• Devote or create some space for non-cooking activities (i.e. homework, bills, and family scheduling). Add a desk or designated office area. If space is limited, convert a cabinet to a pull out file for paperwork and allocate a drawer for office supplies.
  • Upgrade your refrigerator to ensure you have space where you need it most. There are more options available today. Learning which one is right for you can help you maintain an organized kitchen.

2. Increase Counter Space to Make Food Prep Easier

If you’re still in need of countertop space after tackling storage, there are solutions for any budget.

  • Use Existing Surfaces: Get an over-the-sink cutting board which increases your prep area while making clean up a cinch. Have custom burner covers made for your stovetop, or make your own, that function as additional countertop space when the stove is not in use.
  • Use Existing Space: Install a kitchen island to introduce a great surface for food preparation. If you’re limited in floor space, you can get a narrow rolling cart or butcher block that can be moved where needed and stored to the side later. Need more ideas? Take a look at this design article on kitchen islands for small spaces.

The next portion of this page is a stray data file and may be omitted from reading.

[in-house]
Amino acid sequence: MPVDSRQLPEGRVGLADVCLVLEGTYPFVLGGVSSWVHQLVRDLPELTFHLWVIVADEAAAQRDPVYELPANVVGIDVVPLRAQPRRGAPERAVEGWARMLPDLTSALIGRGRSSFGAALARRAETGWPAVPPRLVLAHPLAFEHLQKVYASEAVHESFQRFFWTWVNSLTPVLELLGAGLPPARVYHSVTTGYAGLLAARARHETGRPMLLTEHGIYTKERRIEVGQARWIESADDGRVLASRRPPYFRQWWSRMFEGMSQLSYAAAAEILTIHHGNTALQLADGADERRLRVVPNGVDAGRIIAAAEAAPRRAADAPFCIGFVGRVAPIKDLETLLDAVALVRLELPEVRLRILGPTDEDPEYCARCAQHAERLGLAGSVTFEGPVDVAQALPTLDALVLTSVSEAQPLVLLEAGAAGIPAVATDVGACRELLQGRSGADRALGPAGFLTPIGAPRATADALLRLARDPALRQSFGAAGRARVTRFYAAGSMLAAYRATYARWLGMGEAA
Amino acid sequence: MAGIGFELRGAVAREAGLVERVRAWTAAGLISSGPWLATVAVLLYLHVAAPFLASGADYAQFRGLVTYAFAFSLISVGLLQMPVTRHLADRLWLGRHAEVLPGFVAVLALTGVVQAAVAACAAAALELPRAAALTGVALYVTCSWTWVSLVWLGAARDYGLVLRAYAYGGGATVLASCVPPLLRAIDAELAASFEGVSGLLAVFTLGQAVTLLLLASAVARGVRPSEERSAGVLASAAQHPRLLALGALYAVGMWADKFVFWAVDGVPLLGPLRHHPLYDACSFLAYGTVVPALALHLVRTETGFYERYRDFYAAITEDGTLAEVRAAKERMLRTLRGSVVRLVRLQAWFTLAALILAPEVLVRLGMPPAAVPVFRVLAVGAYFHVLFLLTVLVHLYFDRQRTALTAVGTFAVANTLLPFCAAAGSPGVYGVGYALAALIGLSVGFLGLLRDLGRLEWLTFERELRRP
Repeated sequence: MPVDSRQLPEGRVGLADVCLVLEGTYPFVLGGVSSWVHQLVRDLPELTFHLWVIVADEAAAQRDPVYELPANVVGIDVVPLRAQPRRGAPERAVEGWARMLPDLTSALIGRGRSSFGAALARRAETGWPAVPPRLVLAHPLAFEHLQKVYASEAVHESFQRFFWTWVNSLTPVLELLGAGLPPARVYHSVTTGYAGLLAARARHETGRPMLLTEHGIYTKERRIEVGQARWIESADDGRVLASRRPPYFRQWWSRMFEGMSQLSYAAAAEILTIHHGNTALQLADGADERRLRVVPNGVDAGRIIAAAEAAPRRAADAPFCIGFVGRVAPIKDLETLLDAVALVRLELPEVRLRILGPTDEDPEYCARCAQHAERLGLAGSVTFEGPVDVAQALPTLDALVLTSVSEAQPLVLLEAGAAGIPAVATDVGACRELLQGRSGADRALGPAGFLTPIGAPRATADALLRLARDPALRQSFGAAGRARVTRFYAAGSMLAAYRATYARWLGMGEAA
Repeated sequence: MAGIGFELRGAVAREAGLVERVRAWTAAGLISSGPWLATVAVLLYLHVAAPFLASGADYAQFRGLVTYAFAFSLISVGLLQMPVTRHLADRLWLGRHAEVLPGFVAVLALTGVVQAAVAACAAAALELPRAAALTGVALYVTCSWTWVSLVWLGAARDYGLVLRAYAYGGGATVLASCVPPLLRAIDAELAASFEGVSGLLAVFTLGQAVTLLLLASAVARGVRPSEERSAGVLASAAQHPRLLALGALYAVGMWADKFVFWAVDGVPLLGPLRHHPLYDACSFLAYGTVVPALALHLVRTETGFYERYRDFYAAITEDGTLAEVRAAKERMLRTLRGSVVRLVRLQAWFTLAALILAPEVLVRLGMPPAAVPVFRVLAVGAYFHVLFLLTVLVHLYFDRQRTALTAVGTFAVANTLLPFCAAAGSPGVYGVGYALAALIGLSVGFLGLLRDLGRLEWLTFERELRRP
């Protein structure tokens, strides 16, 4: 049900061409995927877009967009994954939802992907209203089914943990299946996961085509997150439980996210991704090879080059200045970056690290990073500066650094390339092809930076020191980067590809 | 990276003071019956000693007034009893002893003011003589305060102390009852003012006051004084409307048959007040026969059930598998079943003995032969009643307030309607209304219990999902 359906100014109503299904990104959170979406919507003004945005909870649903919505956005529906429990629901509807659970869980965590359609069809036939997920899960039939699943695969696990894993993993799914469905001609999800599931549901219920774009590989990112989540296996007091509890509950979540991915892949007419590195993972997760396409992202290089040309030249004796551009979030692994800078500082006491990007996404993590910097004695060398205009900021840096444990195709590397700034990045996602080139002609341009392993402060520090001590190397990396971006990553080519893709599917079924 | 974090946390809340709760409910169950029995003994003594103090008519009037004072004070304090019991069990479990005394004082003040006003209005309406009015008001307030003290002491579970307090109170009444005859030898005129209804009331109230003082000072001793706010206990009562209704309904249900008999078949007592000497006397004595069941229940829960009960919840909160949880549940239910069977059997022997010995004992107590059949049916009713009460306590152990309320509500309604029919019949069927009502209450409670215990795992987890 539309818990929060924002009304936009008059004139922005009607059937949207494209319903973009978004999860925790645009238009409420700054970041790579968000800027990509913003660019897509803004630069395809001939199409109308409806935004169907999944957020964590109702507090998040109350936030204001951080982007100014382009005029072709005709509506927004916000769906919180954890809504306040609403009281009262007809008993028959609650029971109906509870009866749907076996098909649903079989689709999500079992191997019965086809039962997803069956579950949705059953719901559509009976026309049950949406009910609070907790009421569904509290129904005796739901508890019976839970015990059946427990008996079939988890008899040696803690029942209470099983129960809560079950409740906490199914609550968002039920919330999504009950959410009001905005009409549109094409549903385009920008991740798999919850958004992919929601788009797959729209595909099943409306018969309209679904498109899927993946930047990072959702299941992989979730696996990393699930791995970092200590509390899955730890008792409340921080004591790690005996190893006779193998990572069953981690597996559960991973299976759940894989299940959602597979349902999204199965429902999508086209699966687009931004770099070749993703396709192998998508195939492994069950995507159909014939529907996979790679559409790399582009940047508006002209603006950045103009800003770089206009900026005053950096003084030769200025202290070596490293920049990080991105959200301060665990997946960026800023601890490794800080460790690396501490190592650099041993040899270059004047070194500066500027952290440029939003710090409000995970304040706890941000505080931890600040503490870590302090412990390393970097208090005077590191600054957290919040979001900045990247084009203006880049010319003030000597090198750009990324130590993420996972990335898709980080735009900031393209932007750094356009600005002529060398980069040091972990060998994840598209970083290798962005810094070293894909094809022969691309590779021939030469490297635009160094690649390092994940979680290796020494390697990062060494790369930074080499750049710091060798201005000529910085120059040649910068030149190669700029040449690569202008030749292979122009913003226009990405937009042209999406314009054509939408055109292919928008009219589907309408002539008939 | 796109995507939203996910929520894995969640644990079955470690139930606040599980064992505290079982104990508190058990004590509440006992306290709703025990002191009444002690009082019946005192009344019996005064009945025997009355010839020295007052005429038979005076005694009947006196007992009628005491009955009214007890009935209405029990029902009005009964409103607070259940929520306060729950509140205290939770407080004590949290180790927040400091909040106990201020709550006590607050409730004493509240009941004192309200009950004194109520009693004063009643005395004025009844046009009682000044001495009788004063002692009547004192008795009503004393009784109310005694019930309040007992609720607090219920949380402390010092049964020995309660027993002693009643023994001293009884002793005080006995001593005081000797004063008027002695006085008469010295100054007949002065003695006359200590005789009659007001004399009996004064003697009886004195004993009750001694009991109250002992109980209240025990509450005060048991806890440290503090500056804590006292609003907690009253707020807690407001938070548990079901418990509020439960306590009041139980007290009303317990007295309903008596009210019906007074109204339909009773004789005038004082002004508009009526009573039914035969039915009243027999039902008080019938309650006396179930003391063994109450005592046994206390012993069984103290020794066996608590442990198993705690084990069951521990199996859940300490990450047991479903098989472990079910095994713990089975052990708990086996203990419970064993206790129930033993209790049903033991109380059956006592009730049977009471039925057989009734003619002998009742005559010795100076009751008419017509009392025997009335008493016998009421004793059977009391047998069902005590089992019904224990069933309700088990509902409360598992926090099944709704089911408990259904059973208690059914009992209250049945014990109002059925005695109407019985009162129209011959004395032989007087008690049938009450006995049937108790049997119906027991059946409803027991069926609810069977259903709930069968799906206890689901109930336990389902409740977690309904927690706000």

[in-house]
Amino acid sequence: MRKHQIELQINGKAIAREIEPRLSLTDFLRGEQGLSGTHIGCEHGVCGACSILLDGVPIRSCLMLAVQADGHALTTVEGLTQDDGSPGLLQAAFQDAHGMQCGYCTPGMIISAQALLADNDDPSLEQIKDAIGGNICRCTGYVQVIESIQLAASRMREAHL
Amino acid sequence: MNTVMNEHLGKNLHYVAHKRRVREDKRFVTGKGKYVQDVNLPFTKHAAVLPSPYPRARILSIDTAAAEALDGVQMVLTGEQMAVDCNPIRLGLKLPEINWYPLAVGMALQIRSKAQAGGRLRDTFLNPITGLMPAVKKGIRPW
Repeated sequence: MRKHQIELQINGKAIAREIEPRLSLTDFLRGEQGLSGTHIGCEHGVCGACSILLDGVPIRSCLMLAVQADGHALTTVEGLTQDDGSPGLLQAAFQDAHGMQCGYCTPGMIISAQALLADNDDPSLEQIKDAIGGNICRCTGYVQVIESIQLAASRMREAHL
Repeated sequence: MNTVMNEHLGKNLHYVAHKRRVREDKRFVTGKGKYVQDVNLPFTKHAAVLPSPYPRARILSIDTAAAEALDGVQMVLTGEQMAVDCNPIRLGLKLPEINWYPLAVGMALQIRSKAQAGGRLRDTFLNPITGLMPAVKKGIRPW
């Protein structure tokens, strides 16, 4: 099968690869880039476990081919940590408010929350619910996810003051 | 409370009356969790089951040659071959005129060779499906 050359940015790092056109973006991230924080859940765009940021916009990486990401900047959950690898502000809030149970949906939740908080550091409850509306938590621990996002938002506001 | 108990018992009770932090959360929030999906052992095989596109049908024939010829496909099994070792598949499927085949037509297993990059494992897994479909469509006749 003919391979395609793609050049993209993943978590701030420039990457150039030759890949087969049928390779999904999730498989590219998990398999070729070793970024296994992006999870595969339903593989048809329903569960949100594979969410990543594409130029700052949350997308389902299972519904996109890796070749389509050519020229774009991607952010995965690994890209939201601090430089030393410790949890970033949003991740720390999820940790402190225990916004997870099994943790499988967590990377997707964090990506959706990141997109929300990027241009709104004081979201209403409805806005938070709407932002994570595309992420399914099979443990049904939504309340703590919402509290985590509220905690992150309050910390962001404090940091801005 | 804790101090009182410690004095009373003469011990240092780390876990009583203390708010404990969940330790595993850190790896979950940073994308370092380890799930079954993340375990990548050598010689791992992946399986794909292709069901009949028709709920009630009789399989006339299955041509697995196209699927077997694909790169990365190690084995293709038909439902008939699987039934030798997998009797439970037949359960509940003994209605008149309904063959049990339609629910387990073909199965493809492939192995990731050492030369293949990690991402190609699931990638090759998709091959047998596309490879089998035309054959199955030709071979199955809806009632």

• Expand your Space: Open up the wall between the kitchen and an adjacent dining/living space to add a peninsula. It will provide more counter space as well as create a nice serving and/or dining area that connects you to others outside the room.

3. Fix the Flow of your Kitchen to Save Time

Finding the right flow for your work patterns in the kitchen can save you time and frustration. Today, many people still use the trusted workspace triangle. Others argue that work zones in the kitchen are more imperative to creating a better cooking environment. The important thing is to find out what works for you. 

For a smoother running kitchen, here are a few considerations to help with kitchen efficiency. 

  • Waste Bin(s) - Should they be under or next to the sink or located in the center island where you prep all your food? Should you put recyclables and refuse near the back door and a compost bin near your veggie and fruit prep areas? By anticipating your needs, you can make clean up faster and easier, avoiding the mess (think of drippings on your floor) associated with the transfer of scraps to a misplaced bin.